1) Would you trust these two parent dogs to be left alone with my 5+ yr old child? Don't change the year to anything less than that or they'll probably tell you what I would tell you which is that a 2 yr old child should never be left unsupervised around any dog. Too many other non-aggressive type things can happen that could cause a child under the age of 5 yrs or the dog to get hurt.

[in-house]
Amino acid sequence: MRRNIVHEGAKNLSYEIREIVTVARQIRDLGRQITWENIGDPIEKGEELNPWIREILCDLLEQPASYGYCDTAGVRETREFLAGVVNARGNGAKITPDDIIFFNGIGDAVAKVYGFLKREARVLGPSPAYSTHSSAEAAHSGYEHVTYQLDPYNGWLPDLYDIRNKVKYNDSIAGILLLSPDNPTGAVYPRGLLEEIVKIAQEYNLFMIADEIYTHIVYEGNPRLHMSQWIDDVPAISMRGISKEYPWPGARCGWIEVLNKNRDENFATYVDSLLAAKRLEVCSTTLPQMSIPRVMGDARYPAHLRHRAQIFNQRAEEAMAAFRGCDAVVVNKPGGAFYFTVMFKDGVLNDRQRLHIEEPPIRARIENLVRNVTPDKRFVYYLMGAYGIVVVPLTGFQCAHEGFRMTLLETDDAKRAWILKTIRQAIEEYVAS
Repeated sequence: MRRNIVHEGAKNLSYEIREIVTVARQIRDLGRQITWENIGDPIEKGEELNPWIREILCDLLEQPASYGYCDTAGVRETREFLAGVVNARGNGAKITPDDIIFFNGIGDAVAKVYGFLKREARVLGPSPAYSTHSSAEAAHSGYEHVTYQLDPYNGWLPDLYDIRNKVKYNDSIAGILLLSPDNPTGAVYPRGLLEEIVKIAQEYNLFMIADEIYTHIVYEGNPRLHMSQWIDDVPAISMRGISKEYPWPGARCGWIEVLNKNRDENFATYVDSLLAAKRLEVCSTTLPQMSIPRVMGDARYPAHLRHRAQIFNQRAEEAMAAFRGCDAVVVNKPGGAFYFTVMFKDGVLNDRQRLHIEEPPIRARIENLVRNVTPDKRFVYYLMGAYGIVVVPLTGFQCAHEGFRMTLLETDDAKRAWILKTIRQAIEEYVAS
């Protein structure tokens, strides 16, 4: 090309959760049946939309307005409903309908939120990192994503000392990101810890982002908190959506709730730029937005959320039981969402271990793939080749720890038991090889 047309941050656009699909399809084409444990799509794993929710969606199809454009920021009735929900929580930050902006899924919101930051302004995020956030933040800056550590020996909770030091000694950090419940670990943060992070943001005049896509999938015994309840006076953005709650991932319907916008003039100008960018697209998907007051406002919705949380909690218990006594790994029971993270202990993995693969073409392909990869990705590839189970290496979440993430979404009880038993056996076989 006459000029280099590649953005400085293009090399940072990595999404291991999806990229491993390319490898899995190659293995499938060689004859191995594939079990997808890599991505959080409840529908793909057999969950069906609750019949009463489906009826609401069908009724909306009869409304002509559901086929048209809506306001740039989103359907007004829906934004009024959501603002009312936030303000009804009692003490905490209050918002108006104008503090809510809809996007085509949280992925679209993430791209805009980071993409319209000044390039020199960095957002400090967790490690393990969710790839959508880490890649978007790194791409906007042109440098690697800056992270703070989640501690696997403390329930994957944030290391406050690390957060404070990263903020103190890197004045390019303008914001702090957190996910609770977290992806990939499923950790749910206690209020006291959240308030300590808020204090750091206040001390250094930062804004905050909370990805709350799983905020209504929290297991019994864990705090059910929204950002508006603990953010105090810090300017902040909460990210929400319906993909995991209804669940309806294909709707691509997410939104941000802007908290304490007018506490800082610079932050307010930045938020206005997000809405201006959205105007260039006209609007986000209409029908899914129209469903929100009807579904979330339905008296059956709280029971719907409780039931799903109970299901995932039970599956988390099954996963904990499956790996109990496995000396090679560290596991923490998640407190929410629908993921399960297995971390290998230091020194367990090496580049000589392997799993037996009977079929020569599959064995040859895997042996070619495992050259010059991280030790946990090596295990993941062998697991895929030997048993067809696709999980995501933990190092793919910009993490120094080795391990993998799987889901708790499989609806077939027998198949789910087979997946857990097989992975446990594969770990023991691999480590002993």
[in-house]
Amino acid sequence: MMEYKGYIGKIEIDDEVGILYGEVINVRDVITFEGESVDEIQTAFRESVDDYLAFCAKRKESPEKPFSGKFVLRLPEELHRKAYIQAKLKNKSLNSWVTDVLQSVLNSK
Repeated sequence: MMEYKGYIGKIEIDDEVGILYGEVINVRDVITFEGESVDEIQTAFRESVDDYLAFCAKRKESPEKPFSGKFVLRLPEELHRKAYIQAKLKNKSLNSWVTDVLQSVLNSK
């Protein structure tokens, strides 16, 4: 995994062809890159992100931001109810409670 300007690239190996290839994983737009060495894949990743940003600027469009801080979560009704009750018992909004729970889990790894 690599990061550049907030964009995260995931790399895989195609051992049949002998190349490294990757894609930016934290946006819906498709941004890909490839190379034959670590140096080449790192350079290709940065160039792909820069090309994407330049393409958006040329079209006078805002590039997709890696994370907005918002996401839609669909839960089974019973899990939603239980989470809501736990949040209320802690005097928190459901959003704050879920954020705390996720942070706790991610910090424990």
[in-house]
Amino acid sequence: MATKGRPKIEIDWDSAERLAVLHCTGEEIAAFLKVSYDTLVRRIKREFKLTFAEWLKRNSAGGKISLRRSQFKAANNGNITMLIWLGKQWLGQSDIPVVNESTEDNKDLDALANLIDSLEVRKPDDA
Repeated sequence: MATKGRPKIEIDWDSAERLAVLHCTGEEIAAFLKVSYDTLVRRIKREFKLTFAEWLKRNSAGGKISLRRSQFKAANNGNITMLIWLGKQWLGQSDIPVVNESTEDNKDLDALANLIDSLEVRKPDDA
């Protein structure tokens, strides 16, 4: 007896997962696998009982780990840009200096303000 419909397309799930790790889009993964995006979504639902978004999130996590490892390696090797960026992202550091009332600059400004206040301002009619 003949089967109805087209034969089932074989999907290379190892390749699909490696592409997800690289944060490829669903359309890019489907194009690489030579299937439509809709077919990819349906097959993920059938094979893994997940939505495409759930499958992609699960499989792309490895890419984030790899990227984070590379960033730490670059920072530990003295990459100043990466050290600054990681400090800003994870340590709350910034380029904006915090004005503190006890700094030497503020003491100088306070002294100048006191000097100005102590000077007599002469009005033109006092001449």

2) Do the parents have chronic ear infections or allergies? If so, how often does this occur? Allergies and ear infections can be a chronic problem and can be passed down to offspring. It may sound petty but it is financially draining and never goes away. What you end up doing is treating the symptoms just to offer some relief. I see dogs all the time that have such sore ears and the owners just look beaten down when I ask about the issue. They can't whip it. They medicate and spend more and more money and it just offers temporary relief. In some cases, this can also be from poor diet which may stem from poor breeder to client education.